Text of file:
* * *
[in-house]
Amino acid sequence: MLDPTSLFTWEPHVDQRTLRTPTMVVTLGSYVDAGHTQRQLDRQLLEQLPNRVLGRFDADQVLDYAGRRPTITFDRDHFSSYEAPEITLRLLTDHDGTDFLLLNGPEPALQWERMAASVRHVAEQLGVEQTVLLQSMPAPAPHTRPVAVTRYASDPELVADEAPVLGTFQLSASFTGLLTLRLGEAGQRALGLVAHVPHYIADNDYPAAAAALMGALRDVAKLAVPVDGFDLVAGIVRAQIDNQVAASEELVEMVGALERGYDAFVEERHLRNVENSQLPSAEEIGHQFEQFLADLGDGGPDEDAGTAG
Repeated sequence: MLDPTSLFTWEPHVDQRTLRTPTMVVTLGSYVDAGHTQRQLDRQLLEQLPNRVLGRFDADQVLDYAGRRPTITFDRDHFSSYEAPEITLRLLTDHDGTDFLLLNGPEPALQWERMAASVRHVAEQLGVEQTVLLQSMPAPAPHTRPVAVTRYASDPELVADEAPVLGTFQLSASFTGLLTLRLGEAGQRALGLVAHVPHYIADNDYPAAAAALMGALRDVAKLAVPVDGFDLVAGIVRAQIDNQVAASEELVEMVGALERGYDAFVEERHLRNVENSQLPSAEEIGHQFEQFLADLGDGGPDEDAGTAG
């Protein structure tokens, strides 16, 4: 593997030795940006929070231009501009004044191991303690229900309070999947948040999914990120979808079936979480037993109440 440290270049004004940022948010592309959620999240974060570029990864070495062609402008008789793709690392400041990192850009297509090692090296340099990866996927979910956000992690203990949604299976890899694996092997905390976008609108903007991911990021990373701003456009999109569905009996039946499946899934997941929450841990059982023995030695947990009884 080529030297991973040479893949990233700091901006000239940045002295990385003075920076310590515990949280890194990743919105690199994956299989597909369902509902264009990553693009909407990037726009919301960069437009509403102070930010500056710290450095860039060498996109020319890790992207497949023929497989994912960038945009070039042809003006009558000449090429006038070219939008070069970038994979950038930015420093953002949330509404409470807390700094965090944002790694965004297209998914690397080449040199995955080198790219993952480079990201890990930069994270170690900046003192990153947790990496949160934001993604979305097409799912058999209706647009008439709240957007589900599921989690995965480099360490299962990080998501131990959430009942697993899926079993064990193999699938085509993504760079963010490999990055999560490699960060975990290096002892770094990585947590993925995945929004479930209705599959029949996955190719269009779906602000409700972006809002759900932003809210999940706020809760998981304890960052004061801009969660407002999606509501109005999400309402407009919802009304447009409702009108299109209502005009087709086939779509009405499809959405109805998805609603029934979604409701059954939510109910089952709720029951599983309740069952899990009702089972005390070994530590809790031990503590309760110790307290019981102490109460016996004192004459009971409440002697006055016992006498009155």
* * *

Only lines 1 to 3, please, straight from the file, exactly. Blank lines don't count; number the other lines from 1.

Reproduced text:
[in-house]
Amino acid sequence: MLDPTSLFTWEPHVDQRTLRTPTMVVTLGSYVDAGHTQRQLDRQLLEQLPNRVLGRFDADQVLDYAGRRPTITFDRDHFSSYEAPEITLRLLTDHDGTDFLLLNGPEPALQWERMAASVRHVAEQLGVEQTVLLQSMPAPAPHTRPVAVTRYASDPELVADEAPVLGTFQLSASFTGLLTLRLGEAGQRALGLVAHVPHYIADNDYPAAAAALMGALRDVAKLAVPVDGFDLVAGIVRAQIDNQVAASEELVEMVGALERGYDAFVEERHLRNVENSQLPSAEEIGHQFEQFLADLGDGGPDEDAGTAG
Repeated sequence: MLDPTSLFTWEPHVDQRTLRTPTMVVTLGSYVDAGHTQRQLDRQLLEQLPNRVLGRFDADQVLDYAGRRPTITFDRDHFSSYEAPEITLRLLTDHDGTDFLLLNGPEPALQWERMAASVRHVAEQLGVEQTVLLQSMPAPAPHTRPVAVTRYASDPELVADEAPVLGTFQLSASFTGLLTLRLGEAGQRALGLVAHVPHYIADNDYPAAAAALMGALRDVAKLAVPVDGFDLVAGIVRAQIDNQVAASEELVEMVGALERGYDAFVEERHLRNVENSQLPSAEEIGHQFEQFLADLGDGGPDEDAGTAG